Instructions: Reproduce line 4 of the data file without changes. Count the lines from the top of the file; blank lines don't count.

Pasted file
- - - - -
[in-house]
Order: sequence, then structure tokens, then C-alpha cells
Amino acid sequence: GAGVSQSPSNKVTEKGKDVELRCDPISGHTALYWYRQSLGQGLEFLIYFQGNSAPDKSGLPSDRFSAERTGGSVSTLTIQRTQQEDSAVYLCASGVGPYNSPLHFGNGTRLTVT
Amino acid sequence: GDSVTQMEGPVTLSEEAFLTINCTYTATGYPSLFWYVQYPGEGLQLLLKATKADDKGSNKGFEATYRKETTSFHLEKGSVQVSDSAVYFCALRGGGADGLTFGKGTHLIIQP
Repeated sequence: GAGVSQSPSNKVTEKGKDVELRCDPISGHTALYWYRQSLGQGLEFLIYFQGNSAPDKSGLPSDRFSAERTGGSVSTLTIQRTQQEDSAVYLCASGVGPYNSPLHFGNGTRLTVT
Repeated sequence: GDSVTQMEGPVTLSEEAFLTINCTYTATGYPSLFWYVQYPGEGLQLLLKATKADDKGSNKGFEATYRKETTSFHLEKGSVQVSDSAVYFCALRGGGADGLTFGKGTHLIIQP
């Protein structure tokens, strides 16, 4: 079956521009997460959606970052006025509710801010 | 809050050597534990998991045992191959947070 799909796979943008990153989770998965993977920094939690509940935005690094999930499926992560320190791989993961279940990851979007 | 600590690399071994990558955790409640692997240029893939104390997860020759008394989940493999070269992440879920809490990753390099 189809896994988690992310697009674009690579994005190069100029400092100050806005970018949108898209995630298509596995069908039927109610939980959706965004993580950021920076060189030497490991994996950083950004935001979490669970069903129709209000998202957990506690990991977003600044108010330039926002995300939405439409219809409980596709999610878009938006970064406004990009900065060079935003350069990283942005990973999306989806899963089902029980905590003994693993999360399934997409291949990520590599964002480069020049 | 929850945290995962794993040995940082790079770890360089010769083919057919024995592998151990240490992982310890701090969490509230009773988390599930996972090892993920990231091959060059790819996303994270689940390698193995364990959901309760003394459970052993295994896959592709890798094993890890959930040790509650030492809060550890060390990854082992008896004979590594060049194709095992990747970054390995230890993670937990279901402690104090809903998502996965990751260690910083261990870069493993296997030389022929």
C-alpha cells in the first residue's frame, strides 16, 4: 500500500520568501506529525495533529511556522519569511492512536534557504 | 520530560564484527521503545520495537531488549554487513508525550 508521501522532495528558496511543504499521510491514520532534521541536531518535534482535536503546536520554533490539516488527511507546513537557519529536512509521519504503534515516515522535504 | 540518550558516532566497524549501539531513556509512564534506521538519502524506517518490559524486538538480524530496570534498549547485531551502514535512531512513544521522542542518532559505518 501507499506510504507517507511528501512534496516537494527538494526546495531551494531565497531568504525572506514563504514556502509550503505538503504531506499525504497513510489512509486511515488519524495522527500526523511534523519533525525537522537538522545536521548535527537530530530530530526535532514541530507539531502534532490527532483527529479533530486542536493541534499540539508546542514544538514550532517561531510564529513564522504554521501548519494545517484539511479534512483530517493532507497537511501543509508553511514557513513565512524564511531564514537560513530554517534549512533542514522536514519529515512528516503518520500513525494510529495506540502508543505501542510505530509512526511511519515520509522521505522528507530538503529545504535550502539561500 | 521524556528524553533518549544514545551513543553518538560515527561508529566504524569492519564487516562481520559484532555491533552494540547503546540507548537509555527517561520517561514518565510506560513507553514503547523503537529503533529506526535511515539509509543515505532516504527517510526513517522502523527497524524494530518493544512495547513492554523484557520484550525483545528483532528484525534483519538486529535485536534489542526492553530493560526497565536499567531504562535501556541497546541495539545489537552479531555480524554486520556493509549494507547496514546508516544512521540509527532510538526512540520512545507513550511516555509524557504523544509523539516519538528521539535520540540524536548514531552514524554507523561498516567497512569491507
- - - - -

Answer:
Amino acid sequence: GDSVTQMEGPVTLSEEAFLTINCTYTATGYPSLFWYVQYPGEGLQLLLKATKADDKGSNKGFEATYRKETTSFHLEKGSVQVSDSAVYFCALRGGGADGLTFGKGTHLIIQP